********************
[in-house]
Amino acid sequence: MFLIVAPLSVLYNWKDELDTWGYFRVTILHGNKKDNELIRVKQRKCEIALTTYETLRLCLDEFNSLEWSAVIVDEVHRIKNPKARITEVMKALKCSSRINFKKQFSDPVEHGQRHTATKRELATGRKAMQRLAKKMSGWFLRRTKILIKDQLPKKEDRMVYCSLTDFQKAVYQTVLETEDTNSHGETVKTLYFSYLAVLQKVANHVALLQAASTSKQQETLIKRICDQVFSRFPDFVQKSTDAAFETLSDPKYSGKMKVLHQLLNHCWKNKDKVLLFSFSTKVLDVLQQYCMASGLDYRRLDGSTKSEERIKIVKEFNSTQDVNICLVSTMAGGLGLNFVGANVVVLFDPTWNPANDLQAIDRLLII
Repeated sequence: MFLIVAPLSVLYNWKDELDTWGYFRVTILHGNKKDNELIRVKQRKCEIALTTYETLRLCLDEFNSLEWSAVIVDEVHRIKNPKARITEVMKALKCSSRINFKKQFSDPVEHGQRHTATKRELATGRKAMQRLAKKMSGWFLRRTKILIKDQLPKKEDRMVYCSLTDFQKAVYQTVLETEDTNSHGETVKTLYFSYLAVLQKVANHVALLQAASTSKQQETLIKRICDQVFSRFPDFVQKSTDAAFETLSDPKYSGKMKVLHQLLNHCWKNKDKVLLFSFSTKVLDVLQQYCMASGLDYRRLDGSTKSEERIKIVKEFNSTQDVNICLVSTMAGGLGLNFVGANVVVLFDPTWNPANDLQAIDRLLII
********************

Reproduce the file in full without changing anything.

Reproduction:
[in-house]
Amino acid sequence: MFLIVAPLSVLYNWKDELDTWGYFRVTILHGNKKDNELIRVKQRKCEIALTTYETLRLCLDEFNSLEWSAVIVDEVHRIKNPKARITEVMKALKCSSRINFKKQFSDPVEHGQRHTATKRELATGRKAMQRLAKKMSGWFLRRTKILIKDQLPKKEDRMVYCSLTDFQKAVYQTVLETEDTNSHGETVKTLYFSYLAVLQKVANHVALLQAASTSKQQETLIKRICDQVFSRFPDFVQKSTDAAFETLSDPKYSGKMKVLHQLLNHCWKNKDKVLLFSFSTKVLDVLQQYCMASGLDYRRLDGSTKSEERIKIVKEFNSTQDVNICLVSTMAGGLGLNFVGANVVVLFDPTWNPANDLQAIDRLLII
Repeated sequence: MFLIVAPLSVLYNWKDELDTWGYFRVTILHGNKKDNELIRVKQRKCEIALTTYETLRLCLDEFNSLEWSAVIVDEVHRIKNPKARITEVMKALKCSSRINFKKQFSDPVEHGQRHTATKRELATGRKAMQRLAKKMSGWFLRRTKILIKDQLPKKEDRMVYCSLTDFQKAVYQTVLETEDTNSHGETVKTLYFSYLAVLQKVANHVALLQAASTSKQQETLIKRICDQVFSRFPDFVQKSTDAAFETLSDPKYSGKMKVLHQLLNHCWKNKDKVLLFSFSTKVLDVLQQYCMASGLDYRRLDGSTKSEERIKIVKEFNSTQDVNICLVSTMAGGLGLNFVGANVVVLFDPTWNPANDLQAIDRLLII